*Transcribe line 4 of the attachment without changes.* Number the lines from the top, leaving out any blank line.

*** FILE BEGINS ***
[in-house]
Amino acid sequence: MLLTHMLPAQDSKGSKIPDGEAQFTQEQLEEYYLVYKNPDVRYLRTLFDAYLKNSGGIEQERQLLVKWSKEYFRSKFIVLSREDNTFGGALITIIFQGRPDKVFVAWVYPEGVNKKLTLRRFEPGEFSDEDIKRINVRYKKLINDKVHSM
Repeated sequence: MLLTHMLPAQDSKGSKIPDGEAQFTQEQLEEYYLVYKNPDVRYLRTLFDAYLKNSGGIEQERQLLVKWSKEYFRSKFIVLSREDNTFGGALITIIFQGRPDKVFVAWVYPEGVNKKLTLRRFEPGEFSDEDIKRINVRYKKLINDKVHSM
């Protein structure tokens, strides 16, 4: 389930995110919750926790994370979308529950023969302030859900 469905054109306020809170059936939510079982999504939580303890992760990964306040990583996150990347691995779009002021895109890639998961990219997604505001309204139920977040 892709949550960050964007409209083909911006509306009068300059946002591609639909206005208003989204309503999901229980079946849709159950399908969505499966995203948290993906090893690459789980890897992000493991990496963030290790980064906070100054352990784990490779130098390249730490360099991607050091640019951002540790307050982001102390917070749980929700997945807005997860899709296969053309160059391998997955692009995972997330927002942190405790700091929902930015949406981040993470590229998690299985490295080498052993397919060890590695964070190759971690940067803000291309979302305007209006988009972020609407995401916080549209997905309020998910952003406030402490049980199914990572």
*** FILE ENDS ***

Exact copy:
């Protein structure tokens, strides 16, 4: 389930995110919750926790994370979308529950023969302030859900 469905054109306020809170059936939510079982999504939580303890992760990964306040990583996150990347691995779009002021895109890639998961990219997604505001309204139920977040 892709949550960050964007409209083909911006509306009068300059946002591609639909206005208003989204309503999901229980079946849709159950399908969505499966995203948290993906090893690459789980890897992000493991990496963030290790980064906070100054352990784990490779130098390249730490360099991607050091640019951002540790307050982001102390917070749980929700997945807005997860899709296969053309160059391998997955692009995972997330927002942190405790700091929902930015949406981040993470590229998690299985490295080498052993397919060890590695964070190759971690940067803000291309979302305007209006988009972020609407995401916080549209997905309020998910952003406030402490049980199914990572």